Junkyard Gem: 1984 Pontiac Fiero 2M4

A first-year example of GM's ambitious but flawed mid-engined two-seater.

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The Pontiac Fiero endured a lengthy gestation period, with many redesigns and compromises, before production commenced for the 1984 model year. Once Fieros started hitting American streets, the weaknesses of the little two-seat Pontiac became evident, but the car looked good and worked well as a gas-sipping commuter... right in time for the collapse of gasoline prices in the middle 1980s. Here's a first-year 2M4 I spotted in a San Francisco Bay Area self-service wrecking yard.

2M4 stood for " 2 seats, Mid-engined, 4 cylinders" and was the badging put on the Iron Duke-equipped Fiero coupes. Sales were pretty good in 1984, but plummeted in subsequent years.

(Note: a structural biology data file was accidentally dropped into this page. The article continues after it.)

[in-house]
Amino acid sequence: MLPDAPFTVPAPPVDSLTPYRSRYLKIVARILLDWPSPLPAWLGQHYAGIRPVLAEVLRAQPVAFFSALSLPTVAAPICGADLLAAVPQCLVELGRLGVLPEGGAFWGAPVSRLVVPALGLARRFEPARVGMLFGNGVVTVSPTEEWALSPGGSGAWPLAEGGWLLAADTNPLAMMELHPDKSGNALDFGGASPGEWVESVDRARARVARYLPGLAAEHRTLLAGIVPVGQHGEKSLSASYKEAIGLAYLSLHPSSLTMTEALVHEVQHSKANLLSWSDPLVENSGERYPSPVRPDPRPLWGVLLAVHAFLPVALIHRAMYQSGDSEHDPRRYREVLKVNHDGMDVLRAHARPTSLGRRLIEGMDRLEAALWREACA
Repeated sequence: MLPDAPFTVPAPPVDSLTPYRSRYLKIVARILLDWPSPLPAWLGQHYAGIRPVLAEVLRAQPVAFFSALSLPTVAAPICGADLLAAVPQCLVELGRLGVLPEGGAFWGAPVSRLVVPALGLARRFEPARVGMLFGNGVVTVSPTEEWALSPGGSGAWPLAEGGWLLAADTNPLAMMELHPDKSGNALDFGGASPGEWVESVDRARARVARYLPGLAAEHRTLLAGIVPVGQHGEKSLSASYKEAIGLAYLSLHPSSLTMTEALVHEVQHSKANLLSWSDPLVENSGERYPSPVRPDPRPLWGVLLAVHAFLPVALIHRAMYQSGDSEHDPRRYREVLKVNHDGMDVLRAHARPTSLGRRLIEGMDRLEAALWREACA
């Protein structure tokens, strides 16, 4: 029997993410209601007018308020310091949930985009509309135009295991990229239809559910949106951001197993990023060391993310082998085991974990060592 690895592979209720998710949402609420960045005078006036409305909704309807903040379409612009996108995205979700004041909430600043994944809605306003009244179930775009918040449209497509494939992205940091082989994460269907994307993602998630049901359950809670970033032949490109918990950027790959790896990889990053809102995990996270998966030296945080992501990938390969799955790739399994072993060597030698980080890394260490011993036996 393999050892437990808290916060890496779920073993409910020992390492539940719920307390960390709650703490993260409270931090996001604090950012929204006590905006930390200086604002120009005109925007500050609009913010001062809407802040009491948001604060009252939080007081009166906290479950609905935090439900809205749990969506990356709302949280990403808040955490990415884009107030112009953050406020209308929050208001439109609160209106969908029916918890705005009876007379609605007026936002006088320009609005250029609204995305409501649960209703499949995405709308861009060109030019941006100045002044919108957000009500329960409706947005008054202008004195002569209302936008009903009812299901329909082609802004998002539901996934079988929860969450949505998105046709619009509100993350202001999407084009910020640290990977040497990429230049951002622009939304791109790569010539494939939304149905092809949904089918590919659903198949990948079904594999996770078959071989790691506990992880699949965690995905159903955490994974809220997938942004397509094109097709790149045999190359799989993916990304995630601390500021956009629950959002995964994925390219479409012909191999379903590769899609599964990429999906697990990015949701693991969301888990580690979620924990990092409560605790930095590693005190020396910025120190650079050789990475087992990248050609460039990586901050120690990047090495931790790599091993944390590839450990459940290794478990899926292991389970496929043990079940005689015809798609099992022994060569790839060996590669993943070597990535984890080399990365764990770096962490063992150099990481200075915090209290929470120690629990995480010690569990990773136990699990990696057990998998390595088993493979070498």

As I find in most junkyard Fieros, the engine-cover release cable had snapped and I couldn't get any photos of the 92-horsepower Iron Duke four-cylinder in the back. The tachometer, showing a grim 5,000 rpm redline, tells the whole story of this car's not-at-all-sporty pushrod four, which was based on one bank of the Pontiac 301 V8.

Headrest speakers! It's hard to get more 1980s than this.

Just to ensure that no fun could be had in this car, the original purchaser specified the automatic transmission option to go with the Iron Duke engine. The Fiero was quite heavy for such a small car: 2,458 pounds, versus 2,130 for a Bertone (Fiat) X1/9 and 1,819 for a Honda CRX).

For the 1988 model year, GM put together the Fiero they should have made all along, complete with redesigned front suspension (replacing the parts-bin Chevrolet Chevette stuff that went in the 1984-1987 models). Sales did not pick up, unfortunately, and the Fiero program ended that year.

The car of choice for 1980s women equipped with large hair volume.

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